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Safety Harbor . . . Preserving the Best of Our Small Town


Web Heaader 1People move to our small town of Safety Harbor, not because of long term planning, but because they are called to live here.  How often do folks say: “I visited, I felt it and I knew I must live here.”

To me, Safety Harbor means a sense of community.  People really care. When I walk downtown on Main Street people recognize me and let me know how happy they are to see me.  When I am in distress people are quick to come to my assistance, even if they don’t really know me.

My childhood was spent in a small town with all of those characteristics.  I knew this was where I had to be when I felt Safety Harbor.  For the past five years, I have basked in the arms of this caring, loving community.

With great sadness, I learned that in the name of preserving our beautiful small town, some folk are resorting to hateful tactics that belie the best of what Safety Harbor has to offer.  When a new resident cannot sit on her porch without being harassed by strangers; when a long-term resident is subjected to personal attack and name calling, we must stop and reflect.  Are we preserving the best of our small town?

We are all created with free will, and surely we all have differences in our self-interest.  But are we expressing these differences in the best way when we go on the offensive and rudely attack our neighbors?

Part of our task on earth is to acknowledge differences and create harmony through understanding, civility, and compassion. And just how can we do that?  It’s easier than you may think.

Focus on the issues.

Eliminate words of personal attack.

“Do unto others . . .” Imagine how you would feel if your hateful words were directed at you or a family member.

Now present your views with reason, calm and respect.

There is a national and international climate of discord that is poisoning the airways.  Safety Harbor is like an oasis, a refuge, protecting us from rancor and hostility.  Now, more than ever, we must examine our hearts and our behavior so that we preserve the best of our community. Let Safety Harbor continue to live up to its legacy as a Safe Harbor.

Amy Bryant


~written by Amy Bryant, Safety Harbor resident blogger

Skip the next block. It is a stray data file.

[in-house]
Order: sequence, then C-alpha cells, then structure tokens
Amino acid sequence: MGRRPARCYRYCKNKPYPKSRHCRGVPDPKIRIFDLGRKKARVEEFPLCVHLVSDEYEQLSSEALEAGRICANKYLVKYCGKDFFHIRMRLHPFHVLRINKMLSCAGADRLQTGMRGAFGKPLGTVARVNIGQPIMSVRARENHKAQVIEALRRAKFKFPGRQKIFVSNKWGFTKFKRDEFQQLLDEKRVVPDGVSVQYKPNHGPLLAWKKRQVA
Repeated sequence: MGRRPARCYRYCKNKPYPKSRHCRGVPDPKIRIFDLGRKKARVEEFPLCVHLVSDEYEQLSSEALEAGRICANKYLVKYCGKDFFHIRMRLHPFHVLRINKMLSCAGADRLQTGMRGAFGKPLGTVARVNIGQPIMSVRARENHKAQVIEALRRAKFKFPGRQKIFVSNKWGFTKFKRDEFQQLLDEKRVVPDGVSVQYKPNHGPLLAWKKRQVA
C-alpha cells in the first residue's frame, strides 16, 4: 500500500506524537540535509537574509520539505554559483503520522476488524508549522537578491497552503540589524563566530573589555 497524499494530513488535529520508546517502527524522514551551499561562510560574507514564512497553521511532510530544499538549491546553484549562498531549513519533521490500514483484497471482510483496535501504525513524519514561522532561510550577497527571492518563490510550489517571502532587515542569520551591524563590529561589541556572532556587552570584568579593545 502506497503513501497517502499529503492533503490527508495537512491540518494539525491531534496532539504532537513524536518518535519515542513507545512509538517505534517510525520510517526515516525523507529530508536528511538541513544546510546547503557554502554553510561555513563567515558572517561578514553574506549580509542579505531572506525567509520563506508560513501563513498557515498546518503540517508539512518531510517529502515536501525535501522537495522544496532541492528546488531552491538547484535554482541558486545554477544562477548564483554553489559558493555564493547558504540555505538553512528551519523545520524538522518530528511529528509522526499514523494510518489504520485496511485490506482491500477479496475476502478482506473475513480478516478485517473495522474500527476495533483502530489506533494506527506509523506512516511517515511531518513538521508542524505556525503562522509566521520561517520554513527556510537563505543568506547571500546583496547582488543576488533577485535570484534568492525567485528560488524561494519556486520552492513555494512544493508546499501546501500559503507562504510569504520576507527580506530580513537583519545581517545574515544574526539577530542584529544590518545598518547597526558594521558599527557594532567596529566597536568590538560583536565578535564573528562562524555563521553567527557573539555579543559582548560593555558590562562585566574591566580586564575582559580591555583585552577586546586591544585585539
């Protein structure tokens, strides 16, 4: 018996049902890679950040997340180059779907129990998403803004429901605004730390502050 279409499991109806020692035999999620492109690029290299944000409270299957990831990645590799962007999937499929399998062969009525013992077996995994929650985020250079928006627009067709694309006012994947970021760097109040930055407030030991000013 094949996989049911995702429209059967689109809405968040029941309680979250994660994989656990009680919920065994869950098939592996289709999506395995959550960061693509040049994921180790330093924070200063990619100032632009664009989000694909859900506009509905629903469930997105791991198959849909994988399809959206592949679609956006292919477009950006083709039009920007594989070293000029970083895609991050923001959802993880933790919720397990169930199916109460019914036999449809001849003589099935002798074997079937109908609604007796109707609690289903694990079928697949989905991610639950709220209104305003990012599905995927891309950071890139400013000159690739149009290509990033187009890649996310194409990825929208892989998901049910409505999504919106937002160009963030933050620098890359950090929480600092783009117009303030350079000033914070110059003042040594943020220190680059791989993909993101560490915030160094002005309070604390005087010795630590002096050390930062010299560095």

Amy Bryant

Author of You CAN Go Home Again


  1. I too, was chagrined to learn that because people don’t like the buildings, they are attacking the people who, innocent of the issue, are settling in to become new Harborites. I welcome anyone who loves this town. To attack the residents is like attacking people who use the airlines to fly from place to place because of the pollution that jets cause. It is what it is. I was unaware of these attacks as well until a friend told me about it. It just seems like such a sad way to welcome people. Thank you once again Amy, for being the voice of reason.

  2. Safety Harbor is truly a special place, a haven of small town goodwill combined with creative elements and so much more. I, too, feel very much “at home” in Safety Harbor because of its tangibly welcoming, embracing and safe spirit.

    Though I have been blissfully ignorant of the recent issues you address, I thank you for providing an appropriately wise and timely article. May all Safety Harbor residents be inspired to vigilantly embody the higher ideals that have made this hamlet a beacon of light for so many to enjoy!

  3. Dear Amy!

    Thank you so much for this blog! I have been so disturbed by the nasty comments targeting local community members! I was astonished that such comments were posted on this media outlet. I didn’t know how to comment without becoming part of the attacks. Your words address important issues and are perfectly put! Thank you for your voice!

    Let love rise up again in Safety Harbor!
    Janet Lee

  4. Amy – spoken from my heart too! You do it so well. I see some evidence lately that the nastiness and hostility has been tempered. I think there can be cooperation and compromise in the difficult process of helping our city grow yet maintain much of its character because, after all, that’s why so many of us live here. Thank you, Amy.

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